Justice Department officials in interviews today credited the Patriot Act with allowing the F.B.I. to move with greater speed and flexibility to disrupt terrorist operations before they occur, and they say they wanted to see the 2005 time limit on the legislation lifted.

    "The Patriot Act has been an extremely useful tool, a demonstrated success, and we don't want that to expire on us," a senior department official said on condition of anonymity.

    Another senior official who also demanded anonymity said the department had held discussions with Congressional Republicans about how that might best be accomplished. "Our involvement has really been just keeping an open ear to the issue as it's proceeding, not to really guide the debate," the official said.

    With the act's provisions not set to expire for more than two and a half years, officials expected that the debate over its future would be many months away. But political jockeying over separate bipartisan legislation sponsored by Senators Jon Kyl, Republican of Arizona, and Charles E. Schumer, Democrat of New York, appears to have given Senator Hatch the chance to move on the issue much earlier than expected.

    The Kyl-Schumer measure would eliminate the need for federal agents seeking secret surveillance warrants to show that a suspect is affiliated with a foreign power or agent, like a terrorist group.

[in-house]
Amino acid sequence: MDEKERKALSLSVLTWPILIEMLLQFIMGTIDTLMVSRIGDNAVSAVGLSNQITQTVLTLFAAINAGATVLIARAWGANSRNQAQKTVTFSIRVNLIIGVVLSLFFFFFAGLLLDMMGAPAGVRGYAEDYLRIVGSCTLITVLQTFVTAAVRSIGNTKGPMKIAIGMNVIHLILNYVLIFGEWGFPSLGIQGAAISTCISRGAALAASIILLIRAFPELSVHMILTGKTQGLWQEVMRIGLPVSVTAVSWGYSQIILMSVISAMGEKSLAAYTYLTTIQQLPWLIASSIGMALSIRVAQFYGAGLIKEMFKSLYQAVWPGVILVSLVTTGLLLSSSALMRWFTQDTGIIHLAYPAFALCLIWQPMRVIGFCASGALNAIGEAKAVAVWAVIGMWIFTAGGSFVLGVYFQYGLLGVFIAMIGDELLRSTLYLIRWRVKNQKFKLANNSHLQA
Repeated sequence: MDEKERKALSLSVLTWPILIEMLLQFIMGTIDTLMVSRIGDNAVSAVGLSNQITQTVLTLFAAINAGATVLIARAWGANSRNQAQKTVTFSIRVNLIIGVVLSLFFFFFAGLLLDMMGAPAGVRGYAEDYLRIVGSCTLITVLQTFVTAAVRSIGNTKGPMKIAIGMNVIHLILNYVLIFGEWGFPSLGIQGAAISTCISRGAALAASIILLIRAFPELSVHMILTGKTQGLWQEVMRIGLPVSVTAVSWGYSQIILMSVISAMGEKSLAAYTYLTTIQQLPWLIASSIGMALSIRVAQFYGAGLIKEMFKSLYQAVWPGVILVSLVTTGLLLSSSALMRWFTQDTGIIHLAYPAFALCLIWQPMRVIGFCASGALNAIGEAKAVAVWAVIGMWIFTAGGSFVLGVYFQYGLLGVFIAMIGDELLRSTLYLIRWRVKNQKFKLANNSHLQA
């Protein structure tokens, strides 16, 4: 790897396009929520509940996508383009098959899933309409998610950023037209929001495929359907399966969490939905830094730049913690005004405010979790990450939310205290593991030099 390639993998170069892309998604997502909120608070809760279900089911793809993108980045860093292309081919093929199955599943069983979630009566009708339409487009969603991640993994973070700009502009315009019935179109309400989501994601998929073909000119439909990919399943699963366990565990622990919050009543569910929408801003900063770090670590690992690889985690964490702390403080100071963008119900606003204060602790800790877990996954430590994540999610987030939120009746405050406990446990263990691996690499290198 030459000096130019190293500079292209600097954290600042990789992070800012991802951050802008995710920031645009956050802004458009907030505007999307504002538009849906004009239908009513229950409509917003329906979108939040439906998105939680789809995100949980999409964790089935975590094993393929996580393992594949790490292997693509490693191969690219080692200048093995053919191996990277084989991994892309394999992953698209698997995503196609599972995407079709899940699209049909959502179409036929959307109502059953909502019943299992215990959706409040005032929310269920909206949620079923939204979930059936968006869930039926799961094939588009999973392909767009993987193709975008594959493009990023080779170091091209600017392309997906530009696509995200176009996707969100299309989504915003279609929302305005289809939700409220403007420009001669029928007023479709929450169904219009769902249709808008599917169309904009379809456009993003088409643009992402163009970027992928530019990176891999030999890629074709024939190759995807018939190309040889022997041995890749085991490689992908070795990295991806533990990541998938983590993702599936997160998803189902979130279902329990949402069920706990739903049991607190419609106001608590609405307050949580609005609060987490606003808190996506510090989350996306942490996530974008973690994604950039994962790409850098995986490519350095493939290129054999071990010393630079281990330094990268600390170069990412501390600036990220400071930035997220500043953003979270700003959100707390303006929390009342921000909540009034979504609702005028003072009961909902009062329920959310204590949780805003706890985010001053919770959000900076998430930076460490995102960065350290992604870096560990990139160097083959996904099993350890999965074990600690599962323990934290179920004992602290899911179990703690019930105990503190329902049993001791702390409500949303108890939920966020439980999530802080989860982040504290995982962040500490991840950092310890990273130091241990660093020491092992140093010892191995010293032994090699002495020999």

Advocates say the measure
  • by SubtleNuance (184325) on Wednesday April 09, 2003 @03:36PM (#5694971) Journal
    It is quite obvious that ANYONE against this legislation is an Un-American Terrorist... YOU THERE! Where were you during this morning's Department of Homeland Security Briefing? LET ME SEE YOUR PAPERS!

    Please, PLEASE listen to my .sig:
  • by Ribo99 (71160) on Wednesday April 09, 2003 @03:37PM (#5694978) Homepage Journal
    That chilling effect you feel is not your lack of trousers...

  • by Kefaa (76147) on Wednesday April 09, 2003 @03:39PM (#5695016)
    His support for this is neither a surprise or unexpected. Look for him to sponsor if not introduce Partiot II in the next year.

    He has been named several times as a possible replacement for any of the retiring Justices. He now has to prove himself conservative enough to ensure his legacy and a possible shot at the Chief Justice's seat.
  • Best Quote (Score:5, Insightful)

    by talleyrand (318969) on Wednesday April 09, 2003 @03:39PM (#5695020) Homepage
    "The Patriot Act has been an extremely useful tool, a demonstrated success, and we don't want that to expire on us," a senior department official said on condition of anonymity.

    Riiight. So you will only speak on the condition of anonymity but all ordinary citizens are expected to forfeit that right? I'm sure the irony of that situation will go unchecked.

    • I question his basic and unquestioned (by the media et al) assumption that to have a sunset provision equals the law not being renewed. If the Act has been a "demonstrated success" then they should have no problem getting those portions of the law renewed. Doesn't he have annual reviews? Those don't automatically mean he is fired, no? Don't we review the performance of our Congresspeople every 2 or 6 years? This latter review certainly doesn't mean that the reviewee is gone.